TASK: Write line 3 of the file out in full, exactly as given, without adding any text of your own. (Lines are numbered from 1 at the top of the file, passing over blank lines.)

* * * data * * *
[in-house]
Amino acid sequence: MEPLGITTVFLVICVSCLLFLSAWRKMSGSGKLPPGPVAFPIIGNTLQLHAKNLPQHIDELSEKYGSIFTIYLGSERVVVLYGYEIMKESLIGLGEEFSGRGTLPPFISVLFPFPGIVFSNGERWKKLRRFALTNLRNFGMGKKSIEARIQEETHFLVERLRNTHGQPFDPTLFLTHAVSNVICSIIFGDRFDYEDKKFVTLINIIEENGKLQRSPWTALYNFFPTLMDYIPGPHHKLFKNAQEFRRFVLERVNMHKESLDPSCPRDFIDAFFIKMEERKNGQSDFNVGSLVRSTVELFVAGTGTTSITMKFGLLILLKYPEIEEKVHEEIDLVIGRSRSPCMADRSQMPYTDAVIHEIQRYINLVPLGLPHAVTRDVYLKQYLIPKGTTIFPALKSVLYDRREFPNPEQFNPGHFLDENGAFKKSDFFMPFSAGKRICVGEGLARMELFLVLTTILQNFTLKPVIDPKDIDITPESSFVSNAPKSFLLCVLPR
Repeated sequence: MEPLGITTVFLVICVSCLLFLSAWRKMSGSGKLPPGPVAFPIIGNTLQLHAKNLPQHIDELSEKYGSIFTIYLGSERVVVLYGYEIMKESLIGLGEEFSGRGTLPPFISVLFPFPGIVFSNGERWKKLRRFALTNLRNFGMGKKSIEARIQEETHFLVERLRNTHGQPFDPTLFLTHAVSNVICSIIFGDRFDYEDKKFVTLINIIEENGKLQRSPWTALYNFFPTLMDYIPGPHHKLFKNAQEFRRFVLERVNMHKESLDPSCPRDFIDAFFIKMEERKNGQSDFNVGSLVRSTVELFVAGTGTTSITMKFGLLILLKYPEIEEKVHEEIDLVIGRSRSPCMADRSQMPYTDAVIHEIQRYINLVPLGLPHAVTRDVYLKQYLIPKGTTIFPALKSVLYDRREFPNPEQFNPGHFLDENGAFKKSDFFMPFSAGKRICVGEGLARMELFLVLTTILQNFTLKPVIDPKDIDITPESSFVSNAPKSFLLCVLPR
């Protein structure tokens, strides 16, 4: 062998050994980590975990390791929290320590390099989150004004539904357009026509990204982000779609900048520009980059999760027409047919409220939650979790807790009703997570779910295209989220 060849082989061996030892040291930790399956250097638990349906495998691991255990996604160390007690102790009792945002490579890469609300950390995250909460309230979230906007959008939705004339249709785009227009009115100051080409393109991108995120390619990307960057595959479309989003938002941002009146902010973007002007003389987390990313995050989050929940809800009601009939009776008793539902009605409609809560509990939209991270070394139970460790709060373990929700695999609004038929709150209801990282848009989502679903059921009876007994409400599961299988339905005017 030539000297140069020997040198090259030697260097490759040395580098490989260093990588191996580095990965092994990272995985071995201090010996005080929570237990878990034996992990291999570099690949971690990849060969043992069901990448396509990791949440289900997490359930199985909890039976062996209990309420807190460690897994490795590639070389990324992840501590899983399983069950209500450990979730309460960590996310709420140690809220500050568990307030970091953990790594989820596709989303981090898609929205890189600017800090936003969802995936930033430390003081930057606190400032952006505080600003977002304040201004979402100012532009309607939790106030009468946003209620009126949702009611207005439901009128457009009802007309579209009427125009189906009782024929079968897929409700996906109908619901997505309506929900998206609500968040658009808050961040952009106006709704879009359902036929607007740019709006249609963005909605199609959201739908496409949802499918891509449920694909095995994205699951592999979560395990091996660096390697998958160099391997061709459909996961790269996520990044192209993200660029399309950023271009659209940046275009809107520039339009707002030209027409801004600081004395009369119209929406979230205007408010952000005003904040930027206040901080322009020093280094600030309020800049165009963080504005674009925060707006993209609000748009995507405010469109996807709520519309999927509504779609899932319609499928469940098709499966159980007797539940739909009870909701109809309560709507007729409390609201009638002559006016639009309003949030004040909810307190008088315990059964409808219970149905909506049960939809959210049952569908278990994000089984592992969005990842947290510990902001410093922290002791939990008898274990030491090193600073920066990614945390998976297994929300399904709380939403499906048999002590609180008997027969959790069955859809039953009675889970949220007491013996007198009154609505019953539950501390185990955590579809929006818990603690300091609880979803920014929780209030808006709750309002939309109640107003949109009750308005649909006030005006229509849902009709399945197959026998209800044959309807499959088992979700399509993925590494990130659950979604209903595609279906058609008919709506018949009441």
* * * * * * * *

Repeated sequence: MEPLGITTVFLVICVSCLLFLSAWRKMSGSGKLPPGPVAFPIIGNTLQLHAKNLPQHIDELSEKYGSIFTIYLGSERVVVLYGYEIMKESLIGLGEEFSGRGTLPPFISVLFPFPGIVFSNGERWKKLRRFALTNLRNFGMGKKSIEARIQEETHFLVERLRNTHGQPFDPTLFLTHAVSNVICSIIFGDRFDYEDKKFVTLINIIEENGKLQRSPWTALYNFFPTLMDYIPGPHHKLFKNAQEFRRFVLERVNMHKESLDPSCPRDFIDAFFIKMEERKNGQSDFNVGSLVRSTVELFVAGTGTTSITMKFGLLILLKYPEIEEKVHEEIDLVIGRSRSPCMADRSQMPYTDAVIHEIQRYINLVPLGLPHAVTRDVYLKQYLIPKGTTIFPALKSVLYDRREFPNPEQFNPGHFLDENGAFKKSDFFMPFSAGKRICVGEGLARMELFLVLTTILQNFTLKPVIDPKDIDITPESSFVSNAPKSFLLCVLPR